So it shall be when he becomes guilty in one of these, that he shall confess that in which he has sinned.
Leviticus 5 is the law of the guilt offering. There are a few excellent focal points in this offering — God’s ordinance that the offering could be any of several things depending on the person’s means thus giving access to everyone; the statement that breaking a law unawares still renders us guilty of breaking that law — but it is the statement that the guilty party is to confess that in which he has sinned that caught my attention.
The word used, my concordance tells me, carries quite a variety of meanings, but the way the verb stem is parsed means that it either means confess or give thanks. And I can see how both might be true in the context in which the statement is made. When I confess my sin, I “speak with” God (using the etymology of the English term); I bring my statement in line with what God has said. This is an act of realignment; of adjusting my viewpoint and making sure that I recognize the thing I did as sinful. To a heart that wants to be properly aligned with God, being made aware of a misalignment; being made aware of guilt prompts gratitude. It is not gratitude that I am guilty — far from it — but a gratitude that I am aware of my wrongdoing and that there are steps I can take to restore my relationship with God. Both confession and giving of thanks could easily be tied up in this one word.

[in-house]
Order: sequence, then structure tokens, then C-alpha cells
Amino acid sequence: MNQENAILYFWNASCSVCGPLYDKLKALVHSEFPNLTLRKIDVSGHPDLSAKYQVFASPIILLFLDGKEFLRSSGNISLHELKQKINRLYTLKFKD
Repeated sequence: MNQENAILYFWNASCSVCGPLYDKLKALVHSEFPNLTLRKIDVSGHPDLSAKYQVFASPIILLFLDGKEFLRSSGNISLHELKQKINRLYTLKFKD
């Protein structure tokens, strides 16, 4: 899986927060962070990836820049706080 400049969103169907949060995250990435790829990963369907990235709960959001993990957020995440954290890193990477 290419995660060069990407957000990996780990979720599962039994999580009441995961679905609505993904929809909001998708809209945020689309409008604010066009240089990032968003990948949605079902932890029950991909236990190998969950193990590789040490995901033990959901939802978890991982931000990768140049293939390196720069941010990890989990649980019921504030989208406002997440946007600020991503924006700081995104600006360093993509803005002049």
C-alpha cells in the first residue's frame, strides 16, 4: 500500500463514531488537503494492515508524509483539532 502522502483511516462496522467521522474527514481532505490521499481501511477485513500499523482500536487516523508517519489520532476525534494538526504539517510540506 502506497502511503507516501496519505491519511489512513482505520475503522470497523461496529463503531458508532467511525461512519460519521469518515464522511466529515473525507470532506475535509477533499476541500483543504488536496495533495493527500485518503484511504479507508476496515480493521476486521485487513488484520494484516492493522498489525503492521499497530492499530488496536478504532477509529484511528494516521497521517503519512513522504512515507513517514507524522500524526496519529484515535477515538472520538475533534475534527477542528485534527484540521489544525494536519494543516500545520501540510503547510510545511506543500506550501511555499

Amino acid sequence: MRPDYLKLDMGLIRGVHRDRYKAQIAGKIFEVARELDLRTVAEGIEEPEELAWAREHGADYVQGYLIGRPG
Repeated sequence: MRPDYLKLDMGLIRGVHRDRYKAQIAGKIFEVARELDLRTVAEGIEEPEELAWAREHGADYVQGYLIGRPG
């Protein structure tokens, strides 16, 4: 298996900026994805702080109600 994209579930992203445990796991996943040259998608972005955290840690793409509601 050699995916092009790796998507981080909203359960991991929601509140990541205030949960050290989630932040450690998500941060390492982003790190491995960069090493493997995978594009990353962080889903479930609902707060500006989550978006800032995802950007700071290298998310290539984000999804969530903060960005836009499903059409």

Another reason this jumps for me is that I too often get it into my head that confession and forgiveness going hand-in-hand is solely a New Testament concept. I hear the idea repeated so often in the NT that I lose sight of the fact that God had the same requirements in the Old Testament. This verse is an excellent reminder that God and His requirements never change.
Let me apply this by seeing the verb as a both-and instead of an either-or. Let me both confess my sins to God and thank Him for making me aware of them and providing a way for them to be wiped away.
Father, thank You for this reminder. Thank You that You have never changed and that what You instructed believers of old still applies.